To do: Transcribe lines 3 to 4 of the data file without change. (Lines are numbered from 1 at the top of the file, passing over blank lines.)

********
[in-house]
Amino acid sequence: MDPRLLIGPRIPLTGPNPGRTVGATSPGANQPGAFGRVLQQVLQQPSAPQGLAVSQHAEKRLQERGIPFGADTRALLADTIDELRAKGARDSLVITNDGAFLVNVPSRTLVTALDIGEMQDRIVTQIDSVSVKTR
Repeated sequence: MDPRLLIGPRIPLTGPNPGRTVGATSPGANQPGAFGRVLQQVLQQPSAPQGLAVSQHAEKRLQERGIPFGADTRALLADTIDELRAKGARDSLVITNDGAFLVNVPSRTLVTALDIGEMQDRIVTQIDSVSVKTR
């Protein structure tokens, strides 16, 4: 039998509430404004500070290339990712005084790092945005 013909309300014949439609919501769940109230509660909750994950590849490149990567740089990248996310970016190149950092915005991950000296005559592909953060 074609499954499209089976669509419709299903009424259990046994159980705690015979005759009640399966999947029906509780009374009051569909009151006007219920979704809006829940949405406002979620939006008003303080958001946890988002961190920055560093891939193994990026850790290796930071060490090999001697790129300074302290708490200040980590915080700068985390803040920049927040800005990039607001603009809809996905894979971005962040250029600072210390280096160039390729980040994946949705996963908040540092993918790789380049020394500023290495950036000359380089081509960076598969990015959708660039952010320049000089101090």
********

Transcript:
Repeated sequence: MDPRLLIGPRIPLTGPNPGRTVGATSPGANQPGAFGRVLQQVLQQPSAPQGLAVSQHAEKRLQERGIPFGADTRALLADTIDELRAKGARDSLVITNDGAFLVNVPSRTLVTALDIGEMQDRIVTQIDSVSVKTR
């Protein structure tokens, strides 16, 4: 039998509430404004500070290339990712005084790092945005 013909309300014949439609919501769940109230509660909750994950590849490149990567740089990248996310970016190149950092915005991950000296005559592909953060 074609499954499209089976669509419709299903009424259990046994159980705690015979005759009640399966999947029906509780009374009051569909009151006007219920979704809006829940949405406002979620939006008003303080958001946890988002961190920055560093891939193994990026850790290796930071060490090999001697790129300074302290708490200040980590915080700068985390803040920049927040800005990039607001603009809809996905894979971005962040250029600072210390280096160039390729980040994946949705996963908040540092993918790789380049020394500023290495950036000359380089081509960076598969990015959708660039952010320049000089101090």